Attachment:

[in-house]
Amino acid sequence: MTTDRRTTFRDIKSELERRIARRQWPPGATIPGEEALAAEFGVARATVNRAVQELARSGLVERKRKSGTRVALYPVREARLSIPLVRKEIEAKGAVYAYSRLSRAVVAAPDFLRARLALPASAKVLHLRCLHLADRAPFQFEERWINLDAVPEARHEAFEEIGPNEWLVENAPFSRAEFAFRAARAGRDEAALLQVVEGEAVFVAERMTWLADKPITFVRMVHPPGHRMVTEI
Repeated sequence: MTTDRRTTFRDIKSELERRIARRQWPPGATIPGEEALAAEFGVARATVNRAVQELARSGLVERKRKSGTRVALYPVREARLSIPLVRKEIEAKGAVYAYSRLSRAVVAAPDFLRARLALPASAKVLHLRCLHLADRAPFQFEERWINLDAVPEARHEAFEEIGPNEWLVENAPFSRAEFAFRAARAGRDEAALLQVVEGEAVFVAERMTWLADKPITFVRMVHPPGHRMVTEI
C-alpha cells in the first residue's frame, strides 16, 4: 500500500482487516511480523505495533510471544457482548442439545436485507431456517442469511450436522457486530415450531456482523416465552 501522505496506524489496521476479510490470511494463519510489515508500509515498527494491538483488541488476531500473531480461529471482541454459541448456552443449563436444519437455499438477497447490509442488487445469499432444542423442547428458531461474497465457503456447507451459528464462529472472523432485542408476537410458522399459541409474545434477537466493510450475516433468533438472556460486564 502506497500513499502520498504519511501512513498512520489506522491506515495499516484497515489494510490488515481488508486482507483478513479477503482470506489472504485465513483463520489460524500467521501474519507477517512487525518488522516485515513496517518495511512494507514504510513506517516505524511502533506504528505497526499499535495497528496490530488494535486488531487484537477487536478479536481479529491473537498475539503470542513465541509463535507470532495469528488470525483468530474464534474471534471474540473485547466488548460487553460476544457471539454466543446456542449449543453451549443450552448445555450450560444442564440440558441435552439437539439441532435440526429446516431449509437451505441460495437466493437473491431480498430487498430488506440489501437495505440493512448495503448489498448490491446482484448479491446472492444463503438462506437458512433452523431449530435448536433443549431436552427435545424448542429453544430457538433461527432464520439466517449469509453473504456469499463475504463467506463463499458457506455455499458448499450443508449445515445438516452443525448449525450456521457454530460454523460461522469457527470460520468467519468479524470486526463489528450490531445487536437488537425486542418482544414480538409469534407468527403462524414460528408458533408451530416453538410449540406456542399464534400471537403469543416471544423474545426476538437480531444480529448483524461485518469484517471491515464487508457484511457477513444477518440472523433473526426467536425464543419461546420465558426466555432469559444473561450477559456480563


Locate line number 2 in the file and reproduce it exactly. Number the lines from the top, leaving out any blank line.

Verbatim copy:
Amino acid sequence: MTTDRRTTFRDIKSELERRIARRQWPPGATIPGEEALAAEFGVARATVNRAVQELARSGLVERKRKSGTRVALYPVREARLSIPLVRKEIEAKGAVYAYSRLSRAVVAAPDFLRARLALPASAKVLHLRCLHLADRAPFQFEERWINLDAVPEARHEAFEEIGPNEWLVENAPFSRAEFAFRAARAGRDEAALLQVVEGEAVFVAERMTWLADKPITFVRMVHPPGHRMVTEI